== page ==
Service Web Role Portal

Data Collection Stage


Derivation ReductionStage

Phylod overview l.jpg
PhyloD Overview

  • Statistical tool used to analyze DNA of HIV from large studies of infected patients

  • PhyloD was developed by Microsoft Research and has been highly impactful

  • Small but important group of researchers

    • 100’s of HIV and HepC researchers actively use it

    • 1000’s of research communities rely on results

Cover of PLoS Biology

November 2008

  • Typical job, 10 – 20 CPU hours, extreme jobs require 1K – 2K CPU hours

    • Requires a large number of test runs for a given job (1 – 10M tests)

    • Highly compressed data per job ( ~100 KB per job)

Azureblast looking deeper l.jpg
AzureBLAST – Looking Deeper

Step 1. Staging

  • Compress required data

  • Upload to Azure Store

  • Deploy Worker Roles- Init() function downloads and decompresses data to the local disk


Sequence Database



Azure Storage




Azureblast looking deeper48 l.jpg
AzureBLAST – Looking Deeper

Step 2. Partitioning a Job

User Input

Input Partition

Azure Storage

Queue Message

Web Role

Single Partitioning

Worker Role

Azureblast looking deeper49 l.jpg
AzureBLAST – Looking Deeper

Step 3. Doing the Work

User Input

Input Partition

BLAST Output

Azure Storage

Queue Message


Web Role

Single Partitioning

Worker Role

BLAST ready Worker Roles

Azureblast some good results l.jpg
AzureBLAST – Some good results

Azureblast some interesting results l.jpg
AzureBLAST – Some interesting results

Azureblast lessons learned l.jpg
AzureBLAST – Lessons Learned

  • Always design with failure in mind- On large jobs it will happen, and it can happen anywhere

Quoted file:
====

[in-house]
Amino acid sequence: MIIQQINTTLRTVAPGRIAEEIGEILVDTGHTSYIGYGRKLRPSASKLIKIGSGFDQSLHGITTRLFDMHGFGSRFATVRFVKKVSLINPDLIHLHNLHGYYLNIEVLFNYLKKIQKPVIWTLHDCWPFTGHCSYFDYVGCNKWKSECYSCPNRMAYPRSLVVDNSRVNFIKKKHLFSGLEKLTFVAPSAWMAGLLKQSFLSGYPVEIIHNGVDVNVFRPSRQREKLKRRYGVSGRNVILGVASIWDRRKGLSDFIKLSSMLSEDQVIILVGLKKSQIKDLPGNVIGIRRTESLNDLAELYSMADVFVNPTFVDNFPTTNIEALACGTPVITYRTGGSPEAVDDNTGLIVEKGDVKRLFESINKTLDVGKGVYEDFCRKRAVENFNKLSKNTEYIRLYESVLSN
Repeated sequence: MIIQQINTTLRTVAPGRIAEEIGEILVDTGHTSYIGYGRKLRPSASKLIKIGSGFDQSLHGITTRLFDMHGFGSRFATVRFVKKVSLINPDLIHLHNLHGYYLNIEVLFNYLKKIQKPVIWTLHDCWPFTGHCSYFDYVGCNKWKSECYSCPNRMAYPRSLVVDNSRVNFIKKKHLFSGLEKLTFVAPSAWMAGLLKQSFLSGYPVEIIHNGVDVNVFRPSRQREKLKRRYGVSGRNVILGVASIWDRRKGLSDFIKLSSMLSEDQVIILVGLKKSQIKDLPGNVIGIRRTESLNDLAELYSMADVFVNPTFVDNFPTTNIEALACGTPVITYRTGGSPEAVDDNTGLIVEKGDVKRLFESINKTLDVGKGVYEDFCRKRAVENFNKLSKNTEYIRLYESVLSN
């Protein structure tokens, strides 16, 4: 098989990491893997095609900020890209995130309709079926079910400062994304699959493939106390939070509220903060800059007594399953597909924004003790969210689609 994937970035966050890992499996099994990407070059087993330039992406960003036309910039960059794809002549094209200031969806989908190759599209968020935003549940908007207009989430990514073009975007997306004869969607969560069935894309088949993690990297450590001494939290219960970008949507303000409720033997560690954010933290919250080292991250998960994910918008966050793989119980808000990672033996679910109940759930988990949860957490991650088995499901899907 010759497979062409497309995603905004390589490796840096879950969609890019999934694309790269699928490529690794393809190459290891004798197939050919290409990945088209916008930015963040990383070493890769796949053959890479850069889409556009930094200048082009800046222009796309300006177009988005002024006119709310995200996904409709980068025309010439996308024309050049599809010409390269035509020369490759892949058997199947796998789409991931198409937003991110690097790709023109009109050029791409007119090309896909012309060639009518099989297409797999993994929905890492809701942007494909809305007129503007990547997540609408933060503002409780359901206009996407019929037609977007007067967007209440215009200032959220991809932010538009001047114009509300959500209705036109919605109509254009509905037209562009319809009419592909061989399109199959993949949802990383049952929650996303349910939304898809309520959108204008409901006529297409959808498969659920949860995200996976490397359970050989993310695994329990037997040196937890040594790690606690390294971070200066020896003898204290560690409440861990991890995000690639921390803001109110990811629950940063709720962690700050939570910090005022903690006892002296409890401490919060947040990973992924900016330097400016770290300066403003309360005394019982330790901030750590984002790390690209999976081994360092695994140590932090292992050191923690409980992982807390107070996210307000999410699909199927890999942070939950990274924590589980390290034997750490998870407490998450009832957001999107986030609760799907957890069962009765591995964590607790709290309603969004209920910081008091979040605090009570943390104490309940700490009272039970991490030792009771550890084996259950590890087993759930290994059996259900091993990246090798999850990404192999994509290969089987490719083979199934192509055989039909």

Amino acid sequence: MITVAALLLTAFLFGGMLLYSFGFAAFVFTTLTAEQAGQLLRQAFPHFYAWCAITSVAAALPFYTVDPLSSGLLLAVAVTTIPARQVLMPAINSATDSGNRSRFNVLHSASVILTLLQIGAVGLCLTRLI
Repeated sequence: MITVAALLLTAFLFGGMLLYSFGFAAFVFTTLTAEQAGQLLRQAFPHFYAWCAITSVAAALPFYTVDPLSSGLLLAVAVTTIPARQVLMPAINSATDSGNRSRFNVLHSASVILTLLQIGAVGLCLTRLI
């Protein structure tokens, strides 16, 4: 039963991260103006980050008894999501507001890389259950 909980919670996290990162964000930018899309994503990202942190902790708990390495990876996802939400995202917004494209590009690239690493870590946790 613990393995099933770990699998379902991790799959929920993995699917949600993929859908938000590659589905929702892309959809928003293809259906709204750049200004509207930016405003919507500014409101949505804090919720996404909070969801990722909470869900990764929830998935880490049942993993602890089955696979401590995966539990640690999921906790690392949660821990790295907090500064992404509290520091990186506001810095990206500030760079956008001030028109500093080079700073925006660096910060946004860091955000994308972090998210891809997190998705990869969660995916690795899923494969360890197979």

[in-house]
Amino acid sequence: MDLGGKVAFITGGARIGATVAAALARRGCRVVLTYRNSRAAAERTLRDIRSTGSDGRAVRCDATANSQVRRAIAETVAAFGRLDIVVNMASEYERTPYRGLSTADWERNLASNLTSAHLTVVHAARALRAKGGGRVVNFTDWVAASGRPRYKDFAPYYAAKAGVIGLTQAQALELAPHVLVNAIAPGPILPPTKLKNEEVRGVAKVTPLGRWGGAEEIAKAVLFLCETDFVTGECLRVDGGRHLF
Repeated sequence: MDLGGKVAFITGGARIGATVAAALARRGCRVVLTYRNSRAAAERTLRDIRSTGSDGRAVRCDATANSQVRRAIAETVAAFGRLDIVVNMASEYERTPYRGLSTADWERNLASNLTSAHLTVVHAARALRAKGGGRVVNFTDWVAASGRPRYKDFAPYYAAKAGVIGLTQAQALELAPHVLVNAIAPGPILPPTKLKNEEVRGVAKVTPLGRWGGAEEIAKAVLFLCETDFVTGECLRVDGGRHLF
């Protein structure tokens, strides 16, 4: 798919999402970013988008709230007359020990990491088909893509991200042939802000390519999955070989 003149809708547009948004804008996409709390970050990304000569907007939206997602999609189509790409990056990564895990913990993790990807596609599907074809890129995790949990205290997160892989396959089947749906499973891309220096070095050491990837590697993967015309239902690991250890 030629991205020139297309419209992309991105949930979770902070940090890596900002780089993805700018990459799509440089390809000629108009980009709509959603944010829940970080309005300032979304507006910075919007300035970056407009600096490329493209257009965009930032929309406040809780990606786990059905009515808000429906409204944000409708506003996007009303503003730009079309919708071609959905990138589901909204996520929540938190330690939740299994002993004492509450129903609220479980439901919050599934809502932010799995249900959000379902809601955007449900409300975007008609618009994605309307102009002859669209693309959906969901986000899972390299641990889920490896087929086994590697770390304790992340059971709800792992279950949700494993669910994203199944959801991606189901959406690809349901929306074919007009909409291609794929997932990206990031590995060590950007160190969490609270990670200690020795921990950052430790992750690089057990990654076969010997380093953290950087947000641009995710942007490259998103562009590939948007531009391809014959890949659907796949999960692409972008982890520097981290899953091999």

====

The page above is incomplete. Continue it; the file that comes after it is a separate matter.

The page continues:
• Factoring work into optimal sizes has large performance impacts- The optimal size may change depending on the scope of the job

  • Test runs are your friend- Blowing $20,000 of computation is not a good idea

  • Make ample use of logging features- When failure does happen, it’s good to know where

  • Cutting 10 years of computation down to 1 week is great!!- Little Cloud development headaches are probably worth it

Phylod illustrating scalability l.jpg
PhyloD – Illustrating Scalability

Time-Space fungibility in the Cloud





Azureocean architecture l.jpg
AzureOcean – Architecture

  • Utilizes a general jobs based task manager

    which registers jobs and their resulting data

Data Products

Metadata cataloged in Registry

Binary reference and versioning


Submit Application Package (binaries + definitions)

Azure ocean l.jpg
Azure Ocean

Client Visualization / Cloud Data and Computation

  • The Cloud is not a Jack-of-All-Trades

  • Client side tools are particularly appropriate for

    • Applications using periphery devices

    • Applications with heavy graphics requirements

    • Legacy user interfaces that would be difficult to port

  • Our goal then:

    • Make best use of the capabilities of client and cloud computing

    • Often by making the cloud invisible to the end user

Developing on azure l.jpg
Developing on Azure

  • A deeper dive into Windows Azure’s inner workings

    - Focus on Azure Storage internals

  • A sampling of best practices